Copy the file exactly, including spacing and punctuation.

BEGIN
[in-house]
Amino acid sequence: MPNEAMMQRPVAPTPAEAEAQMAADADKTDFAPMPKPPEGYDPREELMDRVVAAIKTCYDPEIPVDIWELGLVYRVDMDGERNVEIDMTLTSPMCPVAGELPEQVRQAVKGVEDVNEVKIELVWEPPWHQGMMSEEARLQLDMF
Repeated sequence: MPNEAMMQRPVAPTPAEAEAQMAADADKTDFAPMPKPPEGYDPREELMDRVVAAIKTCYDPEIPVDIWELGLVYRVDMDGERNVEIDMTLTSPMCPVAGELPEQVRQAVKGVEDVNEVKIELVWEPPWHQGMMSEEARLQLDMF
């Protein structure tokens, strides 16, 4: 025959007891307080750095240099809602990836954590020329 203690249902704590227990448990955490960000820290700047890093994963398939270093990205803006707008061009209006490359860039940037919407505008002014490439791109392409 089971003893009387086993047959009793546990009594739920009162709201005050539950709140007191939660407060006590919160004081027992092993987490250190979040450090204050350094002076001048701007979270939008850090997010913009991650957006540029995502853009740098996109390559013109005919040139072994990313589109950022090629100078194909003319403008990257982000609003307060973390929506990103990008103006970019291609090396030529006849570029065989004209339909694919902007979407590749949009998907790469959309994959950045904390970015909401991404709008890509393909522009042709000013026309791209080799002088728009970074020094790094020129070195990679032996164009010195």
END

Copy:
[in-house]
Amino acid sequence: MPNEAMMQRPVAPTPAEAEAQMAADADKTDFAPMPKPPEGYDPREELMDRVVAAIKTCYDPEIPVDIWELGLVYRVDMDGERNVEIDMTLTSPMCPVAGELPEQVRQAVKGVEDVNEVKIELVWEPPWHQGMMSEEARLQLDMF
Repeated sequence: MPNEAMMQRPVAPTPAEAEAQMAADADKTDFAPMPKPPEGYDPREELMDRVVAAIKTCYDPEIPVDIWELGLVYRVDMDGERNVEIDMTLTSPMCPVAGELPEQVRQAVKGVEDVNEVKIELVWEPPWHQGMMSEEARLQLDMF
């Protein structure tokens, strides 16, 4: 025959007891307080750095240099809602990836954590020329 203690249902704590227990448990955490960000820290700047890093994963398939270093990205803006707008061009209006490359860039940037919407505008002014490439791109392409 089971003893009387086993047959009793546990009594739920009162709201005050539950709140007191939660407060006590919160004081027992092993987490250190979040450090204050350094002076001048701007979270939008850090997010913009991650957006540029995502853009740098996109390559013109005919040139072994990313589109950022090629100078194909003319403008990257982000609003307060973390929506990103990008103006970019291609090396030529006849570029065989004209339909694919902007979407590749949009998907790469959309994959950045904390970015909401991404709008890509393909522009042709000013026309791209080799002088728009970074020094790094020129070195990679032996164009010195």